Potable water is shrinking at an alarming rate. Supplies necessary for survival, such as foodstuffs, medicines, medical equipment, reconstruction and building materials for homes and businesses, school supplies, oil and gasoline to keep modern transportation operational, and the mills and factories necessary for any kind of self sufficiency, including farming and fishing on a greater scale, are disappearing or becoming more and more difficult to find or afford.
Israeli and, to a lesser extent, Egyptian military and political control have severely restricted movement to and from Gaza.
Employment and underemployment accelerate the rate of impoverishment as well as the psychological well-being of its inhabitants. Domestic violence and crime in general have risen dramatically, while hundreds of thousands of Gazans, mostly children, have grown up with post-traumatic stress disorder or a lack of long-term coping mechanisms.
How are the people of a predominantly refugee population supposed to cope in the modern world as psychological, social, and economic wrecks? What is surprising is the extent to which this population has shown such courage, strength, and resilience.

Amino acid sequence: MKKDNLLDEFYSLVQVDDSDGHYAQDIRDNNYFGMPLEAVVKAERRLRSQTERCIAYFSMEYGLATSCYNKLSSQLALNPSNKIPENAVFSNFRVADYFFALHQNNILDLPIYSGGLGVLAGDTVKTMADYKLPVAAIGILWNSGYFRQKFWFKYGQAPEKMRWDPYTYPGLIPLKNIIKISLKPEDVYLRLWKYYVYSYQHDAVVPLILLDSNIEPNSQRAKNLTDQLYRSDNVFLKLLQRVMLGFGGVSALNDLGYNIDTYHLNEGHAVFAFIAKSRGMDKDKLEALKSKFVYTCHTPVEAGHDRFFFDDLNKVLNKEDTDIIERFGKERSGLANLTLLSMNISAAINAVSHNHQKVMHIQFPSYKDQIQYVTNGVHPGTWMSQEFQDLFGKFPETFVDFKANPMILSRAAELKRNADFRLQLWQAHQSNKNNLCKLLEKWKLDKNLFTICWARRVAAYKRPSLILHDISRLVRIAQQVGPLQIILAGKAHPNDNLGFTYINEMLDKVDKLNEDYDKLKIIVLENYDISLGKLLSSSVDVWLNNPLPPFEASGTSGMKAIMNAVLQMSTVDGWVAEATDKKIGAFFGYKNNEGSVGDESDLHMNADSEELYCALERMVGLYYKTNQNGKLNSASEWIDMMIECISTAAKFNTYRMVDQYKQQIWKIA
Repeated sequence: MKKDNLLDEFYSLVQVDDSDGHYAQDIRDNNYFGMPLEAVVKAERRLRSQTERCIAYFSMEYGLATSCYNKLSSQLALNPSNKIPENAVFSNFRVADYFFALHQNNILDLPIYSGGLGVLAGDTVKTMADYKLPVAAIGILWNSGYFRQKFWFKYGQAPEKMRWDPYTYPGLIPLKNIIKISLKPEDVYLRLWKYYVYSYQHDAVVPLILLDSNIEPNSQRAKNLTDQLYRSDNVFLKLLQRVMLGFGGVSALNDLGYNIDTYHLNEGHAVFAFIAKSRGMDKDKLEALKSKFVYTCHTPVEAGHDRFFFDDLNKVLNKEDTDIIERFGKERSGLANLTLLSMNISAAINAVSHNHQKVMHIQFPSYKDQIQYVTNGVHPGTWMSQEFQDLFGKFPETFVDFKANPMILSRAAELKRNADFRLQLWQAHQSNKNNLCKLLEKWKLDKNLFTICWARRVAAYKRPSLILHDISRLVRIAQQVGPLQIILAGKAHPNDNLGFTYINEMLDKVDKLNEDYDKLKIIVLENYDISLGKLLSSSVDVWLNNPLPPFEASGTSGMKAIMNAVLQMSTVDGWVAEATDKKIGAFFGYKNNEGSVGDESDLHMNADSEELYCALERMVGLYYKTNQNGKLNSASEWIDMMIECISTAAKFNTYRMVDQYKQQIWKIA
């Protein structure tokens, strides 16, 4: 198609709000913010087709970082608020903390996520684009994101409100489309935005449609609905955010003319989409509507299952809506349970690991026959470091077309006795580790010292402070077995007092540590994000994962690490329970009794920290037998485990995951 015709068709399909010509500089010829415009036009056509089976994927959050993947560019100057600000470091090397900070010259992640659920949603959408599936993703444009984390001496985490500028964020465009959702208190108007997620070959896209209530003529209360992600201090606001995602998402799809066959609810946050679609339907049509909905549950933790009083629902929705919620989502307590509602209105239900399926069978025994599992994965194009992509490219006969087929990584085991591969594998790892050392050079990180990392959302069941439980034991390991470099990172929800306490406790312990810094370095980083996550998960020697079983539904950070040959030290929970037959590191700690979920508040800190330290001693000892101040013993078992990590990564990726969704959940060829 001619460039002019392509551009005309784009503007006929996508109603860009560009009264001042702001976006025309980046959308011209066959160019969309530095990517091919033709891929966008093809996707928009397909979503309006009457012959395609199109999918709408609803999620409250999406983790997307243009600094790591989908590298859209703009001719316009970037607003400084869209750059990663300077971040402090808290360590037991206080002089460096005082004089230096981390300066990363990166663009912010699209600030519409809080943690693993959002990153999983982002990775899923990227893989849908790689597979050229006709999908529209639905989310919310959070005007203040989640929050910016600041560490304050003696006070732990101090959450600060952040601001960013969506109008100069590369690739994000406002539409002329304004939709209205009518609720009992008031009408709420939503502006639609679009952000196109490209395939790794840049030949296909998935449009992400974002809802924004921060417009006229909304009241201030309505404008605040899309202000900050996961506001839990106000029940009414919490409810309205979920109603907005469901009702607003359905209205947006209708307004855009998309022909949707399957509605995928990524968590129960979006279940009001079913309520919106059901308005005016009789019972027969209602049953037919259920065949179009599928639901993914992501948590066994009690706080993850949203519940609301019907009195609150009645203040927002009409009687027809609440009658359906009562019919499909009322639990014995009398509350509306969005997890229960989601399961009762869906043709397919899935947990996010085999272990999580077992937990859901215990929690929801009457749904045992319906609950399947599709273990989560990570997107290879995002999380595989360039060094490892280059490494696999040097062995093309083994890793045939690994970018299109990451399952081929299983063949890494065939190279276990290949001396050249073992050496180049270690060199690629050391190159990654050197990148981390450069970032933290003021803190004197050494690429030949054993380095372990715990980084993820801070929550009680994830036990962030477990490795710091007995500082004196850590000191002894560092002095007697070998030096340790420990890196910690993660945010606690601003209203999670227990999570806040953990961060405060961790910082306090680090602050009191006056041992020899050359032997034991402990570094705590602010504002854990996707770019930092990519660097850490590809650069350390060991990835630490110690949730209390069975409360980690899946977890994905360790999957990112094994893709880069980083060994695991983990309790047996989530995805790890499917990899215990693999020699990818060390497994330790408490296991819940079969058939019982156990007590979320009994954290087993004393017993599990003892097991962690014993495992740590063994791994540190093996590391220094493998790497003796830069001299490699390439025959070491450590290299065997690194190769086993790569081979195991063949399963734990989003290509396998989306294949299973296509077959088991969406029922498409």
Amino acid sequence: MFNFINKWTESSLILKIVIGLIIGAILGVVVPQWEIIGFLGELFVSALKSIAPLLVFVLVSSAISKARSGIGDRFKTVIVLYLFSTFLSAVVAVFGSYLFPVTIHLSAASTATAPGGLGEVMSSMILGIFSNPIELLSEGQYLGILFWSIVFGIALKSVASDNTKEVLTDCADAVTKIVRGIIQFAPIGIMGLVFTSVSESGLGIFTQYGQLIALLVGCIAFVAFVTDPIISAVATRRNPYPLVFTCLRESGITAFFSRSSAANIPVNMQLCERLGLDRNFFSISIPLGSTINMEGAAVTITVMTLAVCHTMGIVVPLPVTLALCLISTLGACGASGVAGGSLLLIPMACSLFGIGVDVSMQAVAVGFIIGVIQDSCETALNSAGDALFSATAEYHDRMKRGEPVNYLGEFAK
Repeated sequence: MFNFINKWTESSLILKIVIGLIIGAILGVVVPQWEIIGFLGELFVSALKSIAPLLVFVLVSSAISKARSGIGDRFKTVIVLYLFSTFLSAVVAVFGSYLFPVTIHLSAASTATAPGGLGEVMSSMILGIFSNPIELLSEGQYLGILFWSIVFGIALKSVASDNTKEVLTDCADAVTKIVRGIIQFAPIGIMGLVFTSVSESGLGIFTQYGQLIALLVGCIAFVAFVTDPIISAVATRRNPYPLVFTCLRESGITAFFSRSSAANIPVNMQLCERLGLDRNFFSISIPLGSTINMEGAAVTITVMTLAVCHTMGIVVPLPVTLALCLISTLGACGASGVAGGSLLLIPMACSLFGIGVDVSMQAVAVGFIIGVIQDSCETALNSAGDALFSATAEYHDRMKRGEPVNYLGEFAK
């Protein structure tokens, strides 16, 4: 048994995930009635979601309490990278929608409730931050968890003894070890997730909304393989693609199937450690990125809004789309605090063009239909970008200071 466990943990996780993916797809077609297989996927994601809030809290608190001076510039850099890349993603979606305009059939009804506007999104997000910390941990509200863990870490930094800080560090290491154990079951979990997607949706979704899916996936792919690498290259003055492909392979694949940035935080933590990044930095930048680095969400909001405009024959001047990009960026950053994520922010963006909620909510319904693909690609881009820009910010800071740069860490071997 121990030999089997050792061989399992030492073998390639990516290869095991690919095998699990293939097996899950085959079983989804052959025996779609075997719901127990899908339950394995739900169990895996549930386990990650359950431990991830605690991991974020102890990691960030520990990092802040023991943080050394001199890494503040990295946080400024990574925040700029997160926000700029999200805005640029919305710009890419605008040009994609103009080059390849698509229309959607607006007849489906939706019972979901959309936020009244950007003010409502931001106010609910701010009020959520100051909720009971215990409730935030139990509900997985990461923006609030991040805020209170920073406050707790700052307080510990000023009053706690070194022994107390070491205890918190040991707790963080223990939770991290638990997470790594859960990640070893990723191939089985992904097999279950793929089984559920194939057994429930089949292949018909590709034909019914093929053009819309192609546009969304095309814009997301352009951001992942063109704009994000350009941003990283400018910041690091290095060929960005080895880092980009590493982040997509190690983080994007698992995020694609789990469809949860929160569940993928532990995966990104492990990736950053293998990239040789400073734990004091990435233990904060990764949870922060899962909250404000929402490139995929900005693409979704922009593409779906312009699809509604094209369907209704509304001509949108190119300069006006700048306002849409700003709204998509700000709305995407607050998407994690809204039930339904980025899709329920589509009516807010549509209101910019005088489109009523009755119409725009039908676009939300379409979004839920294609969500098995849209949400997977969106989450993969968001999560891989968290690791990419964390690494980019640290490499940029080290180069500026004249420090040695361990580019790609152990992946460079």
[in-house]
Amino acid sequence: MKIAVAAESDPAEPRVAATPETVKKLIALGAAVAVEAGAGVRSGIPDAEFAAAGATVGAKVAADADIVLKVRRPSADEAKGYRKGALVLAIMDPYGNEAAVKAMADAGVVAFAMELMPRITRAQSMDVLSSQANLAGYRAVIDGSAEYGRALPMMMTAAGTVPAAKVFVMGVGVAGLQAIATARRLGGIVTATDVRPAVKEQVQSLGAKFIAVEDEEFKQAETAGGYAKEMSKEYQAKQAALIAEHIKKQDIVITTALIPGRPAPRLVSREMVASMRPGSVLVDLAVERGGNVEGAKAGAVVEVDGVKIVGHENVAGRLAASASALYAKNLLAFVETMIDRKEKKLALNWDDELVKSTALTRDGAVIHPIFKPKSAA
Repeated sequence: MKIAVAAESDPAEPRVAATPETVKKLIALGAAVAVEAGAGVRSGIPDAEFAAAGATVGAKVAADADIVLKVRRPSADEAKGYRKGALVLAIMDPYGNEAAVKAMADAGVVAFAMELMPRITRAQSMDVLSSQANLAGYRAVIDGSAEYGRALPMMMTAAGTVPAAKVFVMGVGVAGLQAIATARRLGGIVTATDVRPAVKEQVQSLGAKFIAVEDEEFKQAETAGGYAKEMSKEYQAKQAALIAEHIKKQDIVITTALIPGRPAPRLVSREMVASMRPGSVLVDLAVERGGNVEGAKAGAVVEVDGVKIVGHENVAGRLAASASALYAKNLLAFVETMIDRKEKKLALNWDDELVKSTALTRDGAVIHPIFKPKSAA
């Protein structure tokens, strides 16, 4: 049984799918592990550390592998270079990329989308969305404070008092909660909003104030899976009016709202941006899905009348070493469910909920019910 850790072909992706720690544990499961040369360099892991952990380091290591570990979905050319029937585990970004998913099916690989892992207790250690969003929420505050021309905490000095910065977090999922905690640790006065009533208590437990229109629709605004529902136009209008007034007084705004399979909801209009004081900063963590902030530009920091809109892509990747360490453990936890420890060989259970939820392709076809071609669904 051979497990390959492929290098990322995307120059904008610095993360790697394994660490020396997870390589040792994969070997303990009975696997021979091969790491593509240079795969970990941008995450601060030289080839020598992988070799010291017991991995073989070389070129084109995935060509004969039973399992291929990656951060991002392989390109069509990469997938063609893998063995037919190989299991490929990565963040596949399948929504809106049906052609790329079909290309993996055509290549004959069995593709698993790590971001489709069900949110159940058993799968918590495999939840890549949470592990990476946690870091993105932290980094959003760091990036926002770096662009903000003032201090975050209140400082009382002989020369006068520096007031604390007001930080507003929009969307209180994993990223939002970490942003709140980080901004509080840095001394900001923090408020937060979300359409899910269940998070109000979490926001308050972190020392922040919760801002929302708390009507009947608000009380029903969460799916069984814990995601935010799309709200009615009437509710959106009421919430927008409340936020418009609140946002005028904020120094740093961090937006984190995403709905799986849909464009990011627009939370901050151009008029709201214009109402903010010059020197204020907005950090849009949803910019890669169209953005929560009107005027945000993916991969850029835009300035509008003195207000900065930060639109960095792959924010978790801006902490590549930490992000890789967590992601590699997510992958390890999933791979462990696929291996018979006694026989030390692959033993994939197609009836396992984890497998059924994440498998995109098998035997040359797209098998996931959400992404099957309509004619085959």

Gazan Palestinian society is gradually being pulled apart, turning the clock backwards to an age when extended families and their relative power managed social relations rather than a sense of a united nationhood with its concept of the public citizen.
Fragmentation, Pollution, Destruction
This fragmentation mirrors the geographical fragmentation of the remaining Palestinian lands and their isolation from one another. Israel has established “Closed Military Zones” within the perimeter of the Gazan border, designed to annex still more land from Gaza and push the population in upon itself still further. Gunboats stationed on the sea have already greatly limited the fishing industry, and the primary sewage treatment plants are on the verge of breaking down entirely.
The sludge from these plants, when they have collapsed, has already on a number of occasions literally drowned people, destroyed their homes, and ruined acres of land around some villages. Other sewage is piped into the sea, most of it remaining close to shore. One can only wonder at the effects of this pollution on the population, particularly with regard to its once flourishing fishing industry.
Pollution and the general inability to curb it is destroying the environment within Gaza. There are virtually no ready means of stopping this process in the absence of functioning municipalities, garbage disposal systems, recycling plants, and proper materials to rebuild roads and bridges that Israel has destroyed.
Flood control during the rainy season does not exist, nor does a modern postal system. The mobile communications system is often interrupted by the presence of Israeli drones, and telephone, email and Internet access is restricted by the routine lack of electricity.